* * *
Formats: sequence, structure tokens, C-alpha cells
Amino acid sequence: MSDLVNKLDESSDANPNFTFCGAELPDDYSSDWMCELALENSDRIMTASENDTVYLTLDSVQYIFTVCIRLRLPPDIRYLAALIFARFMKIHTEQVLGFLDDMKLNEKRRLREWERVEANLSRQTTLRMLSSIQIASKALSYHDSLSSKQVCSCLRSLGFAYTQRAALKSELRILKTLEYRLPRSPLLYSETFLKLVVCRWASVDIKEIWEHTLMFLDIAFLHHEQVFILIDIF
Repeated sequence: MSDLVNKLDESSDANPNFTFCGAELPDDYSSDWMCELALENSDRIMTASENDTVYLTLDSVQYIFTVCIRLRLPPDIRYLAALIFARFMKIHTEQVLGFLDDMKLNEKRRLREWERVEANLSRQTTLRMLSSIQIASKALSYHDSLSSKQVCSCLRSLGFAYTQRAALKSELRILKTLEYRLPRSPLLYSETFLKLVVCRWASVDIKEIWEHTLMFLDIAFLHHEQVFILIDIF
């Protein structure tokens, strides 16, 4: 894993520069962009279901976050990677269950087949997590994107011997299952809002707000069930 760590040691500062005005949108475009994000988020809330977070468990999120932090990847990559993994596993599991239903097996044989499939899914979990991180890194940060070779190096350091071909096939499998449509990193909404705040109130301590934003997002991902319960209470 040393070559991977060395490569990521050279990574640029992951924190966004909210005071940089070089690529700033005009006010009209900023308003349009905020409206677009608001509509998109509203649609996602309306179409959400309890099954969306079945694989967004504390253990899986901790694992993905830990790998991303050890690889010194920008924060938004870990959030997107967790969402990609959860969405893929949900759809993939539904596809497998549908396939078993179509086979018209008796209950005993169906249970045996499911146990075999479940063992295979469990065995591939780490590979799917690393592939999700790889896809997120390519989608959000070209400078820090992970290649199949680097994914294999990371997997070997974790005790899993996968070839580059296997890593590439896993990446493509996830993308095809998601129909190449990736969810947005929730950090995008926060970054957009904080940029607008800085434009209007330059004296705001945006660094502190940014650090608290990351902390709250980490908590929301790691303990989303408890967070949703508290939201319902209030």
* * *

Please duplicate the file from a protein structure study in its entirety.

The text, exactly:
Formats: sequence, structure tokens, C-alpha cells
Amino acid sequence: MSDLVNKLDESSDANPNFTFCGAELPDDYSSDWMCELALENSDRIMTASENDTVYLTLDSVQYIFTVCIRLRLPPDIRYLAALIFARFMKIHTEQVLGFLDDMKLNEKRRLREWERVEANLSRQTTLRMLSSIQIASKALSYHDSLSSKQVCSCLRSLGFAYTQRAALKSELRILKTLEYRLPRSPLLYSETFLKLVVCRWASVDIKEIWEHTLMFLDIAFLHHEQVFILIDIF
Repeated sequence: MSDLVNKLDESSDANPNFTFCGAELPDDYSSDWMCELALENSDRIMTASENDTVYLTLDSVQYIFTVCIRLRLPPDIRYLAALIFARFMKIHTEQVLGFLDDMKLNEKRRLREWERVEANLSRQTTLRMLSSIQIASKALSYHDSLSSKQVCSCLRSLGFAYTQRAALKSELRILKTLEYRLPRSPLLYSETFLKLVVCRWASVDIKEIWEHTLMFLDIAFLHHEQVFILIDIF
């Protein structure tokens, strides 16, 4: 894993520069962009279901976050990677269950087949997590994107011997299952809002707000069930 760590040691500062005005949108475009994000988020809330977070468990999120932090990847990559993994596993599991239903097996044989499939899914979990991180890194940060070779190096350091071909096939499998449509990193909404705040109130301590934003997002991902319960209470 040393070559991977060395490569990521050279990574640029992951924190966004909210005071940089070089690529700033005009006010009209900023308003349009905020409206677009608001509509998109509203649609996602309306179409959400309890099954969306079945694989967004504390253990899986901790694992993905830990790998991303050890690889010194920008924060938004870990959030997107967790969402990609959860969405893929949900759809993939539904596809497998549908396939078993179509086979018209008796209950005993169906249970045996499911146990075999479940063992295979469990065995591939780490590979799917690393592939999700790889896809997120390519989608959000070209400078820090992970290649199949680097994914294999990371997997070997974790005790899993996968070839580059296997890593590439896993990446493509996830993308095809998601129909190449990736969810947005929730950090995008926060970054957009904080940029607008800085434009209007330059004296705001945006660094502190940014650090608290990351902390709250980490908590929301790691303990989303408890967070949703508290939201319902209030």